Several beach resorts have issued bans on women wearing burkinis - and hijabs in general - arguing that the attire worn by some Muslim women damages the image of their establishments.
While some resorts told patrons of their new rules verbally, others have posted signs about their decision of dress restrictions and has drawn anger from Egyptian tourists.
"Tourism in Egypt cannot handle such arbitrary decisions," tourist guide Mohammad Shahin told The New Arab.
"Clothes are a personal choice and we're in a Muslim country".
A few days ago, a woman in burkini was ejected from a swimming pool at a resort in the Red Sea town of Ras Sedr, causing public uproar.
The woman said she had been verbally abused by the resort's manager, who ordered his staff to clean the swimming pool with chlorine upon her exit.
The woman also claims that the manager continued to harass her and her friends by cutting electricity to their chalet to force them out of the resort.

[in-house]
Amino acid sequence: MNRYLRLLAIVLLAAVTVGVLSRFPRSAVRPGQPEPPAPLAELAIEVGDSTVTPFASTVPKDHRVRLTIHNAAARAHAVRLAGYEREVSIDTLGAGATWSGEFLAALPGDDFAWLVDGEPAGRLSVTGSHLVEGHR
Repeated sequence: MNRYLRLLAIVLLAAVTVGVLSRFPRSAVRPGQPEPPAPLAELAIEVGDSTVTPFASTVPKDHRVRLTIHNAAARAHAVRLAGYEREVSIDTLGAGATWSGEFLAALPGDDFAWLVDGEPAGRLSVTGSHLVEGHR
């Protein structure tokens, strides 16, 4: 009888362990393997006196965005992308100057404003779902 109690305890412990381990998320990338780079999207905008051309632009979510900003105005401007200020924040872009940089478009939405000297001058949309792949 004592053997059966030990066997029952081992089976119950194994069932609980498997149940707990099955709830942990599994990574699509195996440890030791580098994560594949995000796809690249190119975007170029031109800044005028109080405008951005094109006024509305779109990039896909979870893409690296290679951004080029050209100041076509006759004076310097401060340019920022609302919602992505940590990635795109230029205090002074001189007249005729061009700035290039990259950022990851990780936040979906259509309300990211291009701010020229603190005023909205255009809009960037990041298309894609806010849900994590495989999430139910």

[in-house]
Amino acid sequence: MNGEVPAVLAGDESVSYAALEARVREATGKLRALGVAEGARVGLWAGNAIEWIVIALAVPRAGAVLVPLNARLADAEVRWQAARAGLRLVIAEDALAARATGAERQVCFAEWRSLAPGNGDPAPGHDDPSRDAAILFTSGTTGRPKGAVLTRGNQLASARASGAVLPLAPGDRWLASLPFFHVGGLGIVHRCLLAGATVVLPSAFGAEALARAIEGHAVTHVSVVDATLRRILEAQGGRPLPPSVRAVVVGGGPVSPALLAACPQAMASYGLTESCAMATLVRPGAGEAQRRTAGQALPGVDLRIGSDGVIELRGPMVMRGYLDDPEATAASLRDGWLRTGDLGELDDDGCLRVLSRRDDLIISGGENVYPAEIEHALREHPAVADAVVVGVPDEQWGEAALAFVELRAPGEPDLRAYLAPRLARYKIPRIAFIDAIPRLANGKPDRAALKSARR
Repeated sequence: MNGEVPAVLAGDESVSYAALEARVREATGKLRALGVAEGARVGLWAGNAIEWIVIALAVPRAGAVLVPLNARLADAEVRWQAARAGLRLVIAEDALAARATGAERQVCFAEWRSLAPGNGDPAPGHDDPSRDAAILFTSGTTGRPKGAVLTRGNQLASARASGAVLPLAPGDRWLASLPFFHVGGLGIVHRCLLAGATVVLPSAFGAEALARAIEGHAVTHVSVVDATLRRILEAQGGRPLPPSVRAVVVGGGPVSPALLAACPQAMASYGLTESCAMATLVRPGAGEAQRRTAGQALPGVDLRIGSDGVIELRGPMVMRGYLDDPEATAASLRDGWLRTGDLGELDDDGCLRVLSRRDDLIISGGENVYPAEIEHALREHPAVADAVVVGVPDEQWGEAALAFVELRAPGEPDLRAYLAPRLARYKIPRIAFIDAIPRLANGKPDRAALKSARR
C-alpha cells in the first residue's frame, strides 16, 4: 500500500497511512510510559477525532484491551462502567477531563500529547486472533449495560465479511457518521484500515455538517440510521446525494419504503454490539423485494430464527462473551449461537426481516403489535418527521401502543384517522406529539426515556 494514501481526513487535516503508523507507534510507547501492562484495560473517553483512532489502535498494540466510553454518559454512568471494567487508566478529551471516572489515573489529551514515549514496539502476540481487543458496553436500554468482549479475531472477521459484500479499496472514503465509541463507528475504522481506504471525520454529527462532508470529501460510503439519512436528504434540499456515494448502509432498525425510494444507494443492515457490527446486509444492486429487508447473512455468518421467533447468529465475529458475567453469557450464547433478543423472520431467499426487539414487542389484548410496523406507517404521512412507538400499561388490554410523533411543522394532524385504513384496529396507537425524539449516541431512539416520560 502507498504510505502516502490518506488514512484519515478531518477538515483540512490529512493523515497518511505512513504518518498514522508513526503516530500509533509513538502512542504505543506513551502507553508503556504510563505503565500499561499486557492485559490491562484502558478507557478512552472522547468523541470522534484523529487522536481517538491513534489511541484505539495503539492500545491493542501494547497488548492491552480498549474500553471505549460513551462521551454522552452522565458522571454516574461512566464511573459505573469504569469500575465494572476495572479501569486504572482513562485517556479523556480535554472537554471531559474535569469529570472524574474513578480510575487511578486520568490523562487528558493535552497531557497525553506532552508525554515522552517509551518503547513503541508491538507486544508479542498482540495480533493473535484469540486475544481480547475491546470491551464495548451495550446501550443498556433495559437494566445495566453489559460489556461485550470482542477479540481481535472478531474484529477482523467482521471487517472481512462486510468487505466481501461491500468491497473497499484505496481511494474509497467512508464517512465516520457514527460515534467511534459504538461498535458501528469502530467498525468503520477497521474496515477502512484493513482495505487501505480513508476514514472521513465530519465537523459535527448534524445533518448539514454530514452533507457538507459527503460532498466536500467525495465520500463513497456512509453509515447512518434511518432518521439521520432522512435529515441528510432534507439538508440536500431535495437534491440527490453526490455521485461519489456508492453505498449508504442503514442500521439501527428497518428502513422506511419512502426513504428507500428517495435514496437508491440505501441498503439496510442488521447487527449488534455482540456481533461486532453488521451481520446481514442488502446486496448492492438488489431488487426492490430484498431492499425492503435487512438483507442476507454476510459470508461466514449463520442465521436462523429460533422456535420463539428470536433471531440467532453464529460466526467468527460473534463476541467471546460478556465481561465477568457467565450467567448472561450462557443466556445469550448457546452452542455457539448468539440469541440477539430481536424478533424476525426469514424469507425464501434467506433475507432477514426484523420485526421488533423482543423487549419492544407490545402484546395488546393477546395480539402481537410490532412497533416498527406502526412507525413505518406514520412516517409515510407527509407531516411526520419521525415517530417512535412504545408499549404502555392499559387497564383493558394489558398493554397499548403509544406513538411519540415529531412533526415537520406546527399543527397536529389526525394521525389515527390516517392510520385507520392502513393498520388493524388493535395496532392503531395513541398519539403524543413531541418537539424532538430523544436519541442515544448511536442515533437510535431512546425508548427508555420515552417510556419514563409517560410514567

The burkini ban imposed by some resorts is likely to do further damage to the country's battered tourism industry, which has become increasingly dependent on Egyptian tourists.
Egypt's Central Agency for Public Mobilisation and Statistics revealed that only 529,200 foreign tourists visited Egypt in July 2016. This is compared to 911,600 who visited in July 2015 - a 41.9 percent drop in visitors.
France's State Council – the country's highest administrative court - ruled on Friday against the controversial burkini ban, which has triggered a fierce debate in France and sparked critical headlines worldwide.
The court described the measure as a "serious and clearly illegal violation of fundamental freedoms".
It is yet to be seen how Egyptian authorities will respond to the ban imposed by resorts, especially as they have the potential to serve another blow to the country’s fragile tourism industry.